Hrd1 proteins, the ubiquitin ligases of the ERAD-L system, show only weak cross-species conservation. This may explain our failure to identify symbiont-specific Hrd1 homologues in P. tricornutum using standard blast conditions. We therefore searched the P. tricornutum database for entries that meet the basic requirements of a symbiont-specific Hrd1-like protein and hence show (i) a C-terminal RING finger domain protruding into the PPC, (ii) an N-terminal bipartite targeting signal (BTS) for the PPC and (iii) at least one transmembrane domain. Using these criteria we identified three candidates (PhatrDBv2.0 ID: 46465, ID: 36427, ID: 48034), which were tested for in vivo localization as GFP fusion constructs in P. tricornutum. This analysis revealed that only one candidate (ID: 48034) localized to the PPC as indicated by a so-called ‘blob-like’ localization of the GFP signal, whereas the others showed cytosolic or ER localization, respectively. We tentatively refer to this PPC-located protein as ptE3P (P.t ricornutumE3 enzyme of the PPC).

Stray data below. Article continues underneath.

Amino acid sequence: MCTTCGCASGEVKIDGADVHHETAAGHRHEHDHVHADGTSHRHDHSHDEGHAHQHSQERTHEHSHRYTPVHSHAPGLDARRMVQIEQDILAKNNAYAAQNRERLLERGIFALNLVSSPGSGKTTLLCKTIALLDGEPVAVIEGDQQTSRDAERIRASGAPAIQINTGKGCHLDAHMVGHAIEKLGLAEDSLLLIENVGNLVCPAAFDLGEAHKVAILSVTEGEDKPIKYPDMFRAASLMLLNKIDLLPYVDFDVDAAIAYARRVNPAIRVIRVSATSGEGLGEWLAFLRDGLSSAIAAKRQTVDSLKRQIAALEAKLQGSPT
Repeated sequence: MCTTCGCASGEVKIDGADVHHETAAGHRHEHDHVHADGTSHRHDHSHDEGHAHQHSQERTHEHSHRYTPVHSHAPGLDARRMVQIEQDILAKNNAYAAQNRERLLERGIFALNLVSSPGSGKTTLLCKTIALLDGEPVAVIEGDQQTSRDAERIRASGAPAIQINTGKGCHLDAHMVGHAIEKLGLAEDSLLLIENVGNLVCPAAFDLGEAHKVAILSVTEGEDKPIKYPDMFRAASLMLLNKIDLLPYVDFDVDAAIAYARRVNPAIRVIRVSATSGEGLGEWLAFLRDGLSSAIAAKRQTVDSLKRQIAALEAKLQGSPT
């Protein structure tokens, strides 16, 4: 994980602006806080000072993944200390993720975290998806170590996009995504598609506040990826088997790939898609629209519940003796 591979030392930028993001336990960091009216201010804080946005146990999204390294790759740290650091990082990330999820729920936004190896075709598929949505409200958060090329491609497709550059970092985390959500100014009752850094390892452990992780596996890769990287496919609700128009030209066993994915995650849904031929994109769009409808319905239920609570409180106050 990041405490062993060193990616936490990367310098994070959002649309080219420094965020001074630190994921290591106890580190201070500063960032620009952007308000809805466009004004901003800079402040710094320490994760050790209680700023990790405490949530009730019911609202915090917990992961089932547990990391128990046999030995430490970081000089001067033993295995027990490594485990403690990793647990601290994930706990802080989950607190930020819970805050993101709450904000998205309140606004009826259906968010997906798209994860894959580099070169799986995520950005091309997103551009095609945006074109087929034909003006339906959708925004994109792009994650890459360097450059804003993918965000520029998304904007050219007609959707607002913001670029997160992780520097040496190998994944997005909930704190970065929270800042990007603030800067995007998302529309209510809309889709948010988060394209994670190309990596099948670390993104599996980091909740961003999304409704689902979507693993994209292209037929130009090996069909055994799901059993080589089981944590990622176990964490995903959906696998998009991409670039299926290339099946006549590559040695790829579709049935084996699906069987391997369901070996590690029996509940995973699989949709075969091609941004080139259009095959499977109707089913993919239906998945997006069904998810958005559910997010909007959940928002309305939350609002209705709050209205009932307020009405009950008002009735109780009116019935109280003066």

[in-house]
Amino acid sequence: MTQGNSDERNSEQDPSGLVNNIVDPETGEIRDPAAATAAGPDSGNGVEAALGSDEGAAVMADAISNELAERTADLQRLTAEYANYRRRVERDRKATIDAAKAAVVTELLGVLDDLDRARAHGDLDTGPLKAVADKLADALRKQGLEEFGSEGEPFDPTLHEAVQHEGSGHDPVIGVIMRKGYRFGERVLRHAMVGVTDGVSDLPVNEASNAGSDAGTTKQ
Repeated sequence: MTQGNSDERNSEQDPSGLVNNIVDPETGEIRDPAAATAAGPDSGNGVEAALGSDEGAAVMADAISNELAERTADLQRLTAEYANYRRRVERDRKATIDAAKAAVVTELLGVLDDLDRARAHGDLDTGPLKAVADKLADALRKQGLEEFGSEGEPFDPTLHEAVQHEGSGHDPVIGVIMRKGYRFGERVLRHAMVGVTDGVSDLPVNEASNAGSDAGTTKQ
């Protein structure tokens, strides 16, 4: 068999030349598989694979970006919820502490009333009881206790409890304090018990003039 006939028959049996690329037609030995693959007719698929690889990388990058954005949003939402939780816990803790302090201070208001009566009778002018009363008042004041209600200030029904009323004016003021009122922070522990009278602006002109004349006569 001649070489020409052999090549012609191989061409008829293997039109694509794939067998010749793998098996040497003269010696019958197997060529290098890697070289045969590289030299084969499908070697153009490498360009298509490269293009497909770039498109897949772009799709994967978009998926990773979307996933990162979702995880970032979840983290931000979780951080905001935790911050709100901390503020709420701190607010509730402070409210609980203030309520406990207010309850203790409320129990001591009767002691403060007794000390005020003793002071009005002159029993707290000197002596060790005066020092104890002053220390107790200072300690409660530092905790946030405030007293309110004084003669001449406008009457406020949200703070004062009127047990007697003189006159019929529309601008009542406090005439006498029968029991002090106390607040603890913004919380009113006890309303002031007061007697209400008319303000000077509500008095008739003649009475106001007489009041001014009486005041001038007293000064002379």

In order to identify a PPC-located de-ubiquitinating enzyme, we searched the P. tricornutum database for similarities to sequences of de-ubiquitinases from other organisms. Candidates identified were inspected thereafter for a possible periplastidal targeting signal. One candidate fulfils these criteria. A cDNA of this gene, which corrects the predicted gene model (ID 40154), was thereafter fused with GFP and expressed in P. tricornutum. Thereby we obtained a PPC-specific GFP signal. This protein is tentatively assigned the name ptDUP (P.t ricornutumde-ubiquitinating enzyme of the PPC).

Subcellular localization of ptE3P